9. Allow Yourself to Be Surprised
There’s an old saying, comparison is the thief of joy. I think the same thing goes for expectations. A carefully planned itinerary is nice, but once you’re there, try and let go of your expectations about what you’ve planned. Sometimes, something you thought was going to be the highlight of your trip is underwhelming. Other times, something unexpected completely knocks your socks off. You can roll with these moments by trying some micro mindfulness techniques like sensory awareness, grounding or perhaps even a simple mantra.
10. Stay Mindful by Letting Go of Needing to Document Every Little Thing
Getting lost can sometimes mean discovering new things. Like this strange little hut in Glencoe.
This shutterbug is guilty of it too. The truth is though, no matter how much you love snapping photos, some moments are just better when you’re not behind the lens. Instead of constantly snapping pictures, get mindful by putting your phone away and grounding yourself in the moment. Take a pause to practice gratitude for your experience. You may even find that writing a brief journal entry in the moment is a powerful way to practice mindfulness.
11. Let Someone Else Be Your Mindfulness Guide
Sometimes, it’s just easier to let someone else take the wheel for a moment. Headspace is an excellent App that offers an intro to meditation as well as hundreds of other themed meditations focused on things such as grief, stress and self esteem. Pretty cool! Or if something more no bullshit is your style, try F*ck That: An Honest Meditation.
12. Practice Radical Acceptance
I remember one of my biggest travel disappointments so clearly. I was on my way to meet my friends for an epic girl’s trip to Iceland. My connecting flight got cancelled so the airline send me to Norway, without my luggage. Instead of spending my first night of the trip in Rekjavik, watching the Northern lights with my friends, I was alone in an airport hotel in Oslo wearing an oversized men’s T shirt issued to me by the airline, watching cable TV in Norwegian. I was absolutely heartbroken that this once in a lifetime trip my friends and I had planned for months was “ruined.”
What I didn’t realize then was that this was just a bump in the road. I arrived in Rekjavik the next day, and shortly afterwards, so did my luggage. Now when I look back on that trip, all I remember are the memories made with my loved ones. Getting stranded in Oslo is just a weird footnote. No matter what happens when you’re o the road, accept that very few things in life go completely to plan.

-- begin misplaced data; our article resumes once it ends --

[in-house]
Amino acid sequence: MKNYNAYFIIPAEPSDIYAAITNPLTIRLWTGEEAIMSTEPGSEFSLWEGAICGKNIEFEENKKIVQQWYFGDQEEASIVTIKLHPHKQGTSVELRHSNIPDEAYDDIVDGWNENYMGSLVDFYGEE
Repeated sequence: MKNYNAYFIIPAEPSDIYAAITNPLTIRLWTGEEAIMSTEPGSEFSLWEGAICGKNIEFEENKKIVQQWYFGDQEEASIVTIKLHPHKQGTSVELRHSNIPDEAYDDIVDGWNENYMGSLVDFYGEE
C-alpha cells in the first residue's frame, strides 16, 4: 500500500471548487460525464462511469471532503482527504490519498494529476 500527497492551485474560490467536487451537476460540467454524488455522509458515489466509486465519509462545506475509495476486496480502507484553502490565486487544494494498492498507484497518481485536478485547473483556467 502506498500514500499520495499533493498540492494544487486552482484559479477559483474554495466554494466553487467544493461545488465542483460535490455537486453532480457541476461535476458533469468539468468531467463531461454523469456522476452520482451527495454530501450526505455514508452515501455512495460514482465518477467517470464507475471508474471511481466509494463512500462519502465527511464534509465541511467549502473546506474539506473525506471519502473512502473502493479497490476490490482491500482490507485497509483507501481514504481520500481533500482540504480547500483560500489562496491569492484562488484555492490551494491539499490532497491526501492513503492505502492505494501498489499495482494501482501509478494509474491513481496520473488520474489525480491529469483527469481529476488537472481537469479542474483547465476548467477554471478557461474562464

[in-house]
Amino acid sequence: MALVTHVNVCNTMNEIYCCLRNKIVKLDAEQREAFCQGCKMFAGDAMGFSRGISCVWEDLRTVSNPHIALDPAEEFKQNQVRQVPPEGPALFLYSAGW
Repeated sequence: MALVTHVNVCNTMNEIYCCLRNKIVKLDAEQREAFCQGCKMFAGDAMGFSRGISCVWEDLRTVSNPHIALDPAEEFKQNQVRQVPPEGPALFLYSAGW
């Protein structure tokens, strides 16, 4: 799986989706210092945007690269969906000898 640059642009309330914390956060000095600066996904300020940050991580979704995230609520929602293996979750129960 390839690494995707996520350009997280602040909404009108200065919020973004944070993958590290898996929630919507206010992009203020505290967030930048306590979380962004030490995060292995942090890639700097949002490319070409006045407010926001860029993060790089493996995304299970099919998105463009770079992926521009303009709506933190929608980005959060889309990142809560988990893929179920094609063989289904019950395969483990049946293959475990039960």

No mud, no lotus! Some days it’s a struggle, some days it comes naturally. On all days, be gentle with yourself.
Micro mindfulness doesn’t take much effort once you get started with it, but it yields incredible rewards. I now use these techniques everyday, whether I’m home or on the road . I find myself stressing less, enjoying life more and feeling more thankful for what I’ve got. Hopefully, you’ll find something to take away from my experiences that will help you too.
Do you use micro mindfulness in your life? Which techniques are your favorites?
Read Up!: Want to take mindfulness even deeper into your life? Check out my favorite books on mindfulness.
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10 thoughts on “12 Micro Mindfulness Tips For Travellers”
“It can help create a deeper connection with the world around us.” This is definitely what pushes me to sit. Thanks for sharing.
Yes! I’m glad I’m not the only one. Thanks for stopping by.
I have just returned from a trip to visit my friends in Australia, an unexpected trip of a lifetime after months of illness. Here I was thinking that I did not actually consciously meditate whilst I was there. Except having read this I realise instead that I took micro moments in time, just to breathe, take in the beauty of my surroundings, stick toes in the sand and listen to the waves coming in on the beach. Walk in beautiful landscapes. Sit quietly with a coffee listening to nothing but the birdsong. Celebrate the wonderful flowers and wildlife I have seen and the blessing of just being there, surrounded by love. I have returned home relaxed, rejuvenated and happy. Those moments are now memories I can return to when feeling stressed, my personal inner zen and happy place.
What a beautiful story! Thanks for sharing and thanks for stopping by!
Taking deep breaths is how I take my micro moments. I notice my breaths are shallow when I’m stressed or tense. Sometimes I’m even holding my breath! By the way, I love Thich Nhat Hahn! He has great guided meditations you can find on YouTube. One of them is just about the breath. Really enjoyed reading your post😊
Great suggestions, Irene! Thanks for stopping by.
This is MARVELOUS. Thank you for this practical-yet-inspiring post.
Thank you so much!!!!!
loved this! real-life zen 🙂